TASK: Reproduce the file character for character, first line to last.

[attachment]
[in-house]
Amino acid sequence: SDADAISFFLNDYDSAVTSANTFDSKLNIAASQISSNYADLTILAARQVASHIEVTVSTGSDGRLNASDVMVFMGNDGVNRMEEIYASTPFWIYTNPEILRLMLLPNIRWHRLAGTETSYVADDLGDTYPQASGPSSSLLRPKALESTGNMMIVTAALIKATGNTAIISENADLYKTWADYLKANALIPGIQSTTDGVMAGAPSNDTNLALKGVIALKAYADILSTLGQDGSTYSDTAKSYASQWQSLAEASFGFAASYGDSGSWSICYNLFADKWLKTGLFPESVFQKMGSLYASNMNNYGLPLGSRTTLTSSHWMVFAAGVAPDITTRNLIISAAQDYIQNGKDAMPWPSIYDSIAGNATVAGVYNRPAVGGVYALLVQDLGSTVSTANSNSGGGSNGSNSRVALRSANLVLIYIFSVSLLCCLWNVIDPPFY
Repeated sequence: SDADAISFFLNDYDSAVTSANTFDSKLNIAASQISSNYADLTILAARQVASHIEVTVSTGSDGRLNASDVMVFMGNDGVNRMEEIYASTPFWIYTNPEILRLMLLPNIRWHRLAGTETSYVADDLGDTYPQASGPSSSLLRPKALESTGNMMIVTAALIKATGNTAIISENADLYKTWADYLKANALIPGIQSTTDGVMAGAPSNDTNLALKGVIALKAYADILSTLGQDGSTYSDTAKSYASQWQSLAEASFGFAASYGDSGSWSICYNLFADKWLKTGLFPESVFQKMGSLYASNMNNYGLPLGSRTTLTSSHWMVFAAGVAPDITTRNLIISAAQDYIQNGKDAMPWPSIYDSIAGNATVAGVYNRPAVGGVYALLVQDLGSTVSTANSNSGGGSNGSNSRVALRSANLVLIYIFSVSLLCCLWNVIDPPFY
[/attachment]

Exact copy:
[in-house]
Amino acid sequence: SDADAISFFLNDYDSAVTSANTFDSKLNIAASQISSNYADLTILAARQVASHIEVTVSTGSDGRLNASDVMVFMGNDGVNRMEEIYASTPFWIYTNPEILRLMLLPNIRWHRLAGTETSYVADDLGDTYPQASGPSSSLLRPKALESTGNMMIVTAALIKATGNTAIISENADLYKTWADYLKANALIPGIQSTTDGVMAGAPSNDTNLALKGVIALKAYADILSTLGQDGSTYSDTAKSYASQWQSLAEASFGFAASYGDSGSWSICYNLFADKWLKTGLFPESVFQKMGSLYASNMNNYGLPLGSRTTLTSSHWMVFAAGVAPDITTRNLIISAAQDYIQNGKDAMPWPSIYDSIAGNATVAGVYNRPAVGGVYALLVQDLGSTVSTANSNSGGGSNGSNSRVALRSANLVLIYIFSVSLLCCLWNVIDPPFY
Repeated sequence: SDADAISFFLNDYDSAVTSANTFDSKLNIAASQISSNYADLTILAARQVASHIEVTVSTGSDGRLNASDVMVFMGNDGVNRMEEIYASTPFWIYTNPEILRLMLLPNIRWHRLAGTETSYVADDLGDTYPQASGPSSSLLRPKALESTGNMMIVTAALIKATGNTAIISENADLYKTWADYLKANALIPGIQSTTDGVMAGAPSNDTNLALKGVIALKAYADILSTLGQDGSTYSDTAKSYASQWQSLAEASFGFAASYGDSGSWSICYNLFADKWLKTGLFPESVFQKMGSLYASNMNNYGLPLGSRTTLTSSHWMVFAAGVAPDITTRNLIISAAQDYIQNGKDAMPWPSIYDSIAGNATVAGVYNRPAVGGVYALLVQDLGSTVSTANSNSGGGSNGSNSRVALRSANLVLIYIFSVSLLCCLWNVIDPPFY